I went to the doctor today. Not just any doctor, but a doctor at the university’s Sports Medicine Clinic. The clinic is located in the school’s gymnasium complex, a building that has, until now, remained as mysterious to me as the Great Pyramid, or the inside of a church. No more.
I was dispatched to the clinic to investigate how it is that my shoulders came to be replaced by two jagged rocks, the dimensions of which have grown steadily larger over the last year. As I explained to the doctor, the rocks hurt like a motherfucker, and I’d really like them to stop.
After some exceptionally painful prodding, the doctor pronounced that I am afflicted with costovertebral joint dysfunction: T 3/4 R, T 2/3/4 L. She then wheeled a life-sized model skeleton into the examining room and cheerily explained my condition. She must get paid very well.
“See that?” she said, pointing to the back of the skeleton. “That’s where the ribs connect to the spine. The problem is that your ribs aren’t connected properly anymore. They’re twisting upward,” she continued, jerking a rib upward for effect, “which causes the surrounding muscle tissue to protect itself by going into spasm.”
“Oh,” I said tonelessly. “So, what causes this?”
“You probably injured yourself at some point, and the problem has become worse over time,” she explained. “Do you play sports?”
I looked at her like she had just asked me to join the Raelians. “Um, no. I don’t play sports.”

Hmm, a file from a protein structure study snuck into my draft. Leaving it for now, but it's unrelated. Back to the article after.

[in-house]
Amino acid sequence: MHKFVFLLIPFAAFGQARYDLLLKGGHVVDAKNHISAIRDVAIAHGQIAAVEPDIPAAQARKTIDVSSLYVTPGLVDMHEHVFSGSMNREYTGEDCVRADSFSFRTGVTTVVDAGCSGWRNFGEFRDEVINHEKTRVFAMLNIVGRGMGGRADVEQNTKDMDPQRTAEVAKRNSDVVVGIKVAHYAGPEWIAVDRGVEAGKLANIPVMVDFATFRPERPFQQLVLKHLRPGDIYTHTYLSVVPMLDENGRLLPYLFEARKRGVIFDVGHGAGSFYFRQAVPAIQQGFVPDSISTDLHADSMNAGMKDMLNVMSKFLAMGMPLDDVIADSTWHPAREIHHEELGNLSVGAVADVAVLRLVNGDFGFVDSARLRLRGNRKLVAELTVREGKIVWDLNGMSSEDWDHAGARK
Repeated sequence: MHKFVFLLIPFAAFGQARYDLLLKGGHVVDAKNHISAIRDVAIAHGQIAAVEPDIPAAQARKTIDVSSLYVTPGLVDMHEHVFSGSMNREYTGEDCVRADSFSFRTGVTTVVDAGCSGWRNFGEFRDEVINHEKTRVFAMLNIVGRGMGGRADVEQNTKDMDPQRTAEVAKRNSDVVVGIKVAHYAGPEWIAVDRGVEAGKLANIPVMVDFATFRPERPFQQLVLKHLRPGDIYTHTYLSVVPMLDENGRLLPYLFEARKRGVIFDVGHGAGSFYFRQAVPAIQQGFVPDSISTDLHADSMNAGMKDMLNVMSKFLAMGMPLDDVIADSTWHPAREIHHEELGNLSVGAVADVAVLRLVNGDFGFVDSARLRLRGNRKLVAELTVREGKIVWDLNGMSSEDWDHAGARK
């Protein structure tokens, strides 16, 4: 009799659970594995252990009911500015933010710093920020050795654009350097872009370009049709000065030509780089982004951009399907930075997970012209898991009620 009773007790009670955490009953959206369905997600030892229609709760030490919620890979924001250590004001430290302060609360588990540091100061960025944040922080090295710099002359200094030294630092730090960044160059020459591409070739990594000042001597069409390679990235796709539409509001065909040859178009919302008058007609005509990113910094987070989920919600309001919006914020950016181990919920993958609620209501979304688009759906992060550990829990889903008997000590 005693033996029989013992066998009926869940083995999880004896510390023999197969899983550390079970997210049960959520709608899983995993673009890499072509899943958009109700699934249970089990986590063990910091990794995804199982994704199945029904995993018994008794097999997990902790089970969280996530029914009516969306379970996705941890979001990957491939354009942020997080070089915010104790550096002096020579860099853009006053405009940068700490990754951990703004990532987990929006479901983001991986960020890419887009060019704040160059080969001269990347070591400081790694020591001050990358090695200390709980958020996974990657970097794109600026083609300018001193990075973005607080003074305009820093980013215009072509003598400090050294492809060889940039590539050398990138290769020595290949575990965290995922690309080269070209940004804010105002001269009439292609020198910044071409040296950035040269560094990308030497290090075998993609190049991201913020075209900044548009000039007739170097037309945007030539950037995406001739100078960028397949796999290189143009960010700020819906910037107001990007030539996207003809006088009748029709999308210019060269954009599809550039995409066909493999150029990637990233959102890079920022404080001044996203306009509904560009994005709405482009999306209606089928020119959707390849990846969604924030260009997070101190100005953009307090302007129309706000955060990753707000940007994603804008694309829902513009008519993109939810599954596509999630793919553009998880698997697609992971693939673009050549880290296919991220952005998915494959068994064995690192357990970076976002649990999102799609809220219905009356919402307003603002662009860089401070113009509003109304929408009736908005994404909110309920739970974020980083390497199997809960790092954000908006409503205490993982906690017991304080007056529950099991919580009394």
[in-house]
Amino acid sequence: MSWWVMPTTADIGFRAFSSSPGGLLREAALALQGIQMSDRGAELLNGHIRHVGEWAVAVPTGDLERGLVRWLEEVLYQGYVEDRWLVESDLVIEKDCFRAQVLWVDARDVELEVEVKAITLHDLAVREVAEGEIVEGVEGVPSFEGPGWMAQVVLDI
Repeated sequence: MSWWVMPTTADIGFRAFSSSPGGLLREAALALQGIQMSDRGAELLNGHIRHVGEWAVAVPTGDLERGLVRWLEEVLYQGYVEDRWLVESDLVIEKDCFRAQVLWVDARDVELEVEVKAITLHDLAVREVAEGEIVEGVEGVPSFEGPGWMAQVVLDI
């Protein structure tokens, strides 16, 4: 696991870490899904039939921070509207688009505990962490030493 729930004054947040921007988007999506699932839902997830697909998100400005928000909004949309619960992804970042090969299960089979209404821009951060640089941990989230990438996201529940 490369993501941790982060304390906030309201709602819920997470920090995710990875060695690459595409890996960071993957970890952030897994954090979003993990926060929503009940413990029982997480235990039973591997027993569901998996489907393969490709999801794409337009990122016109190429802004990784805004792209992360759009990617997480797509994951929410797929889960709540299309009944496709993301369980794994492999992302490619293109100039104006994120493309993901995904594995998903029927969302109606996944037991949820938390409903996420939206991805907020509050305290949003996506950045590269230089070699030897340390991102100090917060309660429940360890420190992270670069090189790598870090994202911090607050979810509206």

She frowned, a little disapprovingly, I thought. “Okay, have you been in any accidents?” I shook my head, no. “Or strained yourself?”
I thought about it. As a graduate student, I engage in virtually no physical activity of any kind, so it wouldn’t be anything obvious. Could it have been the time I carried seventeen books home from the library to read for my synthesis paper? Or was it that day a few months back when I flipped my mattress all by myself, despite the fact that the tag clearly states “DO NOT FLIP ALONE”? The only other possibility I could come up with was that I had carelessly lifted an especially heavy bottle of beer some night at the Café, but was already too drunk to notice.
By this time, the sports doctor had written me a referral for physiotherapy and was ushering me out of the examining room. As I waited to book an appointment with the receptionist (who was so healthy and blond he was practically Danish), I realized that I have lived with constant pain for months, thinking all the while that it was perfectly normal. Apparently, it isn’t. It will also, apparently, cost me $42 per session to find out what life is like without it. Screed to follow.